‘Comics Sherpa’ Is Guide to Possible Syndication

By: Dave Astor

Aspiring creators can post their comics on personal Web sites, but these sites usually don’t generate much traffic. Traffic isn’t a problem when strips appear on Comics Sherpa.

“We’re getting more than one million page views a month,” said Scott Shorter, who was involved in the creation of Comics Sherpa just over a year ago. He’s director of content development and acquisitions at uclick — the online syndicator that shares the Andrews McMeel Universal umbrella with Comics Sherpa, uComics.com, and Universal Press Syndicate.

Why so much traffic for Comics Sherpa? Many people who visit uComics.com to read well-known strips from Universal and other syndicates also click on the link that leads them to ComicsSherpa.com. There, they can see “undiscovered” comics by more than 100 artists.

“People looking for ‘Garfield’ and ‘Doonesbury’ noticed me, too,” said “Lost Sheep” cartoonist Dan Thompson, a Comics Sherpa graduate now with uclick and uComics.com. “I don’t think there would have been any other venue to get that many readers that fast.”

To post their work on Comics Sherpa, cartoonists pay $9.95 a month for a half year or $99 for a full year — an amount comparable or less than the typical cost of Web-site hosting. In return, their comics, bios, and other content are displayed and archived online, and they can also get a link to their personal Web site. There is no selection process; any artist with a credit card can participate.

Visitors to Comics Sherpa can rate the comics (5.0 is the highest score) and e-mail their comments about them. Executives at uclick and Universal monitor this feedback and read the comics themselves to see which features have the best writing, art, characters, and humor. They also look for “consistency,” noted “Bob the Squirrel” creator Frank Page — who, like Thompson, moved from Comics Sherpa to uclick and uComics.com

Thompson recalled that it was very helpful to draw a “Lost Sheep” installment, get it online almost immediately, and then receive quick reactions from readers in the U.S. and abroad. He added that doing “Lost Sheep” for several months on Comics Sherpa gave him a chance to flesh out the feature more than he could have done in the typical 24-strip submission to a print syndicate.

Cartoonists post their work on Comics Sherpa as frequently or as seldom as they want. Many do a new comic every day, said Shorter, as they try to approximate a syndicated artist’s demanding schedule.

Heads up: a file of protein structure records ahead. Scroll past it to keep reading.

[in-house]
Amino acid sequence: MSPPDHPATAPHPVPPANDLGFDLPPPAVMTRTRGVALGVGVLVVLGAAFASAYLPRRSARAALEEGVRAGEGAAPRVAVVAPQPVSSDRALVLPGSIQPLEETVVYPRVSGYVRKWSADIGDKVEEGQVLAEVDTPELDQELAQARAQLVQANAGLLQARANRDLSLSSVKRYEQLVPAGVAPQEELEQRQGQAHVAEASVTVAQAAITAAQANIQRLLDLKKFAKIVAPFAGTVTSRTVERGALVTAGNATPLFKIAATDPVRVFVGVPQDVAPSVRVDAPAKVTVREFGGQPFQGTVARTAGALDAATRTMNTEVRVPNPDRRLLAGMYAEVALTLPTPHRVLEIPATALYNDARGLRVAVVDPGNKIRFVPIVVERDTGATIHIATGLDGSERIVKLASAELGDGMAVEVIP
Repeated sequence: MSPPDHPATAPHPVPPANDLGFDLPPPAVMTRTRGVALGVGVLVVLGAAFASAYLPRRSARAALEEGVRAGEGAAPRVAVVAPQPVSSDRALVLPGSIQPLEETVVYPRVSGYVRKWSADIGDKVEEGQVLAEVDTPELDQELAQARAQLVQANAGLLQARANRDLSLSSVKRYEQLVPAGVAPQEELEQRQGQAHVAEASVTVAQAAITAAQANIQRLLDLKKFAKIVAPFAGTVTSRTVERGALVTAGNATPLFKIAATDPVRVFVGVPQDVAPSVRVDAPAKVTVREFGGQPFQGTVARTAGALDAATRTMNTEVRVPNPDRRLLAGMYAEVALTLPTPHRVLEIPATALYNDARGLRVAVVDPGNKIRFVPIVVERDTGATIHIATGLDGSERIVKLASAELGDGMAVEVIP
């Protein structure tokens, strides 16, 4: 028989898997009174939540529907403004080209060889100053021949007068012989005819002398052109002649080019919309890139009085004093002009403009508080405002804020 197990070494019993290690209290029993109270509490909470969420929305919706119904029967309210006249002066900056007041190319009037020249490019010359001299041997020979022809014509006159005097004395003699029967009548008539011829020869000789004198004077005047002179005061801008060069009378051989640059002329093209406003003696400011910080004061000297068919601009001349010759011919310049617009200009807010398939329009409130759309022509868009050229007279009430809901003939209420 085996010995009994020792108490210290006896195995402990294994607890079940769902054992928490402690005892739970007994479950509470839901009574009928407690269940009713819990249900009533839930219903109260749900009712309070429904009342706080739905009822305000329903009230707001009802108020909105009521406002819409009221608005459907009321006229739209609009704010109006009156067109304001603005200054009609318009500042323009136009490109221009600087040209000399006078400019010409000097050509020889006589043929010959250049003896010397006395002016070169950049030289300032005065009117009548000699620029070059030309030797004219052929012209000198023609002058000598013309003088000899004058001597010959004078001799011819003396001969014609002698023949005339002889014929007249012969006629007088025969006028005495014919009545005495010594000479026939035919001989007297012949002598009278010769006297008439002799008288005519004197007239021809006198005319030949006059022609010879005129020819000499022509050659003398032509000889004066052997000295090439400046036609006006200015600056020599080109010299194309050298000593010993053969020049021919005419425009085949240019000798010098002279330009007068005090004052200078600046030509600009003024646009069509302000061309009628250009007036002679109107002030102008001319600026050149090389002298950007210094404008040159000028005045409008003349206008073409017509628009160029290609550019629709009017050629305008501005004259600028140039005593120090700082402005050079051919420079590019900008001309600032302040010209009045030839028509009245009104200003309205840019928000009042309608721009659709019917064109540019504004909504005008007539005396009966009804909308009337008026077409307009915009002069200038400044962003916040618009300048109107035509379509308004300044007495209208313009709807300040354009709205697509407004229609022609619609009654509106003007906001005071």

In fact, Page switched “Bob the Squirrel” from weekly to daily almost immediately after joining Comics Sherpa. “I figured I had to have the discipline if I was going to make it in the syndication game,” said the 28-year-old creator. Of course, Page already knew something about discipline as editorial cartoonist and graphic designer for the Rome, N.Y., Daily Sentinel. Doing those two jobs, plus “Bob the Squirrel,” currently means 80-hour workweeks for Page.

Thompson is also very busy. In addition to creating “Lost Sheep,” he draws about 1,000 freelance cartoons a year for magazines and Web sites. “This was a leap year, so I’m doing a couple more in 2004,” joked Thompson, 32, a Connecticut resident who’s moving to North Carolina this month.

He and Page are among a select group of three cartoonists graduating from Comics Sherpa to uComics.com and uclick (whose clients include newspaper Web sites). Moving on means these cartoonists no longer have to pay the Comics Sherpa fee; in fact, they get some royalties — as well as even more exposure.

The third Comics Sherpa graduate is “.blue” creator Julien Tromeur, whose wordless, all-digital comic is called “unique” by Shorter. Page’s thumbnail description of his humor strip: “It’s about a squirrel named Bob and the humans he’s adopted.” And Thompson said his humor comic focuses on a sheep named George who decided “I’m out of here” — leaving the flock to explore the world.

Will these three cartoonists eventually join the relatively small flock of comic creators syndicated to print newspapers? That’s not guaranteed for Comics Sherpa alums, but these cartoonists are certainly becoming known to executives at Universal and other syndicates.

Unlike syndicated cartoonists, the artists who post on Comics Sherpa aren’t edited. Shorter said artists can push the envelope, but know they are working for a family-oriented site. “We depend on readers to notify us if they see something offensive,” said Shorter, adding that few cartoonists have crossed the line.

What’s behind the Comics Sherpa name? As the site explains, “The Sherpas of Nepal are famous for their expertise in the perilous pursuit of alpine expeditioning. Aspiring cartooonists need a trusted guide to face the equally treacherous challenge of developing a comic feature of their own. The Comics Sherpa can be that guide.”

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